Let’s address the question about the roots of Yoga being lost in today’s American culture.


That’s valid.

Yes, Americans have adapted Yoga to fit their Christian/secular/skeptic needs. And yes, you could argue that the roots of Yoga and Yoga culture have been white-washed by the West. This is a common argument and I won’t refute it.

I will say, that there are Americans teaching today who are very devoted to keeping the sacred aspects of the practice intact. I know less of those people because that’s less my teaching style.

But they are out there. Boy, are they out there. David Life and Sharon Gannon of Jivamukti Yoga are legit. As is my one of my first teachers, Will Duprey of Hathavidya Yoga. These are teachers who emphasize a meditation and Sadhana practice, and living the eight limbs of Yoga in daily life. They are also American.

Here’s why this article is wrong: Coke, McDonalds, Ford, Apple are all worldwide brands that started in America.

Yoga is not a brand (although some are trying to make it so) and it is not rooted in the American tradition.

But it is quickly becoming a huge part of it. Future generations of Americans will have a clear understanding of the benefits of Yoga from their own parents, schools and popular culture. And if you’re a person who endorses Yoga, you can see why this is exciting.

Because what Americans are great at is making a good thing catch.

Is it in need of reform?

Some say yes.

Should it return to it’s roots?

Some others say yes.

Should it be less commercial?

Eh, where there is something to be gained, you will be hard-pressed to find someone who is not looking to capitalize on their skills, even if it’s only to pay rent on their studio.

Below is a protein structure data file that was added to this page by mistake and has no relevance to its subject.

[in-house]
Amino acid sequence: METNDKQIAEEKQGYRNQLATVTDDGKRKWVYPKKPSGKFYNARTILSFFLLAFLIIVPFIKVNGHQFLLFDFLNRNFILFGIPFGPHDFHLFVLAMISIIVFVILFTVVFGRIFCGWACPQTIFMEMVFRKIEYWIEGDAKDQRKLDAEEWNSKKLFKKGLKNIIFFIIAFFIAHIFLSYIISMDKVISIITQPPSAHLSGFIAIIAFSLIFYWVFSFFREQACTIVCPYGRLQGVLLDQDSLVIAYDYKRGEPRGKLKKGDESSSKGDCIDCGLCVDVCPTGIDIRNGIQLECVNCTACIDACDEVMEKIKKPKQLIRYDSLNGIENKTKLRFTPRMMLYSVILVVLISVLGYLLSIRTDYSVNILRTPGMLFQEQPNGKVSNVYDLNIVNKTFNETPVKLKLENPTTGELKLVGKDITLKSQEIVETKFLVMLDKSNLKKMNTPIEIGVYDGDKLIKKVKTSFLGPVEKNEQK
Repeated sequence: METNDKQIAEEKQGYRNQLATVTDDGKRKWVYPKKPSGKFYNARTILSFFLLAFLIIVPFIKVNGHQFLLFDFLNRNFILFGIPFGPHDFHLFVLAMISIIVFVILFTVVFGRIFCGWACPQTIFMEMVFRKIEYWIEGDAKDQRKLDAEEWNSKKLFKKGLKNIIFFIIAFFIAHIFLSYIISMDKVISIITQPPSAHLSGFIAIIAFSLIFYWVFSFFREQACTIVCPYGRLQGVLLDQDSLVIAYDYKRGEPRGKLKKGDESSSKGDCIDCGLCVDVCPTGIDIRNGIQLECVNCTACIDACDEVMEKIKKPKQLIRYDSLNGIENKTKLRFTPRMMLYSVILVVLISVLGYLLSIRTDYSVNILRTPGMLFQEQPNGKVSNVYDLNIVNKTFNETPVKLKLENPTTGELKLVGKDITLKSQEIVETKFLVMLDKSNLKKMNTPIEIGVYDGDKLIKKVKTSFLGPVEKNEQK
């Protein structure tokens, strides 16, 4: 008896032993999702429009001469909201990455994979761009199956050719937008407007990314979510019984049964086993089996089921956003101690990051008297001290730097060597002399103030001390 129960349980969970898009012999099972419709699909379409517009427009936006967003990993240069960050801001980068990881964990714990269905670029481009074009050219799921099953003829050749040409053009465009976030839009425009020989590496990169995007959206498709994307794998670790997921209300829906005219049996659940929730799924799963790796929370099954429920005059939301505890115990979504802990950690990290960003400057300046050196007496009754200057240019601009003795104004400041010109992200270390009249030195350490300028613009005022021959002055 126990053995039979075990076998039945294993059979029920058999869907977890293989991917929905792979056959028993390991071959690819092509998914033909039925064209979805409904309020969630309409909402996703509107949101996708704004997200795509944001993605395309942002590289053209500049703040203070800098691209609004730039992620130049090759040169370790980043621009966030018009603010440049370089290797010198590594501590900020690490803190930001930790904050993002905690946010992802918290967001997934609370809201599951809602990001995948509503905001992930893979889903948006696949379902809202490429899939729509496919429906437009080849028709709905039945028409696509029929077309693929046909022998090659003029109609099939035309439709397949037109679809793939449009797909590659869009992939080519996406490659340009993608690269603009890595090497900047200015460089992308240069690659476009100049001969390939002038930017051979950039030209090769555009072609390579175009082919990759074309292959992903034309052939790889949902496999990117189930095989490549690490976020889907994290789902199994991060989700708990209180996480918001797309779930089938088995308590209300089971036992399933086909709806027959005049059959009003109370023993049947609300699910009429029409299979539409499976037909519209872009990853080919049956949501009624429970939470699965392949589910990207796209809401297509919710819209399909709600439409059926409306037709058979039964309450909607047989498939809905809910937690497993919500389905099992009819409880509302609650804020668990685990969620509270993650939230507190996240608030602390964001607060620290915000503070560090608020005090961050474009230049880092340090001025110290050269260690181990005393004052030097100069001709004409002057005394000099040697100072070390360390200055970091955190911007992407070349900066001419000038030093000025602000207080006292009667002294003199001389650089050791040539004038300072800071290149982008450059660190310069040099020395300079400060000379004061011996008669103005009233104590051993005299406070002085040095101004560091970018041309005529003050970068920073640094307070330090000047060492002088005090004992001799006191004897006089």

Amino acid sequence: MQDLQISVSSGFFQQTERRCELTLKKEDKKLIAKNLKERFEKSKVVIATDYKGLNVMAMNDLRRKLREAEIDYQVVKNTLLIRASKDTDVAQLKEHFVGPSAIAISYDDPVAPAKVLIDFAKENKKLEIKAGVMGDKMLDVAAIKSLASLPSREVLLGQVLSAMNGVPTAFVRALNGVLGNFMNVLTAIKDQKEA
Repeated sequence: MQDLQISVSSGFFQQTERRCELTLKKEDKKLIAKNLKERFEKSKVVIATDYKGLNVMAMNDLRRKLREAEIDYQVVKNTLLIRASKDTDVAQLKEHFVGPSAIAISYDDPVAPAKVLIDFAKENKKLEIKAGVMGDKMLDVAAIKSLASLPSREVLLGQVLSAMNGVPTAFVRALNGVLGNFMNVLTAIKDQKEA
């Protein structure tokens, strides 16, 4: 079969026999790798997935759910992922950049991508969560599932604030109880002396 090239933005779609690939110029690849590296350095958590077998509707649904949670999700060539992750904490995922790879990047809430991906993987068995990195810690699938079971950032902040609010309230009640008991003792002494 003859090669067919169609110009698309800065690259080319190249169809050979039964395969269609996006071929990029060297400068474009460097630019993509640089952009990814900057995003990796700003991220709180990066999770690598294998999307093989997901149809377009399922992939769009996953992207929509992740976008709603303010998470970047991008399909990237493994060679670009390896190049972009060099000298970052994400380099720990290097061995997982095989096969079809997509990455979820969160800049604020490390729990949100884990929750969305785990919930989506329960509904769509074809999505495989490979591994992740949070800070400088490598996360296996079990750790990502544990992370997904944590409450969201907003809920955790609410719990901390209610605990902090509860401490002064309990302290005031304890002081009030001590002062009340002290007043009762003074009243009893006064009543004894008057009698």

Money, body image, classism, these are all a part of the human experience, not just the American one.

It would be narrow to state otherwise.

The great thing about Yoga is it addresses the negative aspects of the human experience.

All types of Yoga: sweaty, restorative, power, traditional Hatha, gym Yoga, share a common core. What is central to all Yoga practices is breath, movement, and spiritual peace or transcendence. It matters not the degree of each of these employed by the teacher, or their country of origin. What matters is what the practitioner seeks.

What matters is the intention.

And when all else fails, Yoga still has a transformative effect.

Each individual comes to the practice and exits with a more clear idea of what they do or don’t want for themselves.

The amazing thing about Yoga in America is the many choices you have as a consumer. You don’t have to patronize a studio that does not align with your beliefs or one that does not promote the peace you seek. You do not have to chant, you do not have to wear Lululemon, you do not have to be thin. As a consumer, you have a choice where your money goes. The market is flooded and you, the consumer, are left with the luxury of choice.

You identify your destination. You choose your path. Anything else would be un-American.



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Author: Sara Kleinsmith

Editor: Ashleigh Hitchcock

Photo: flickr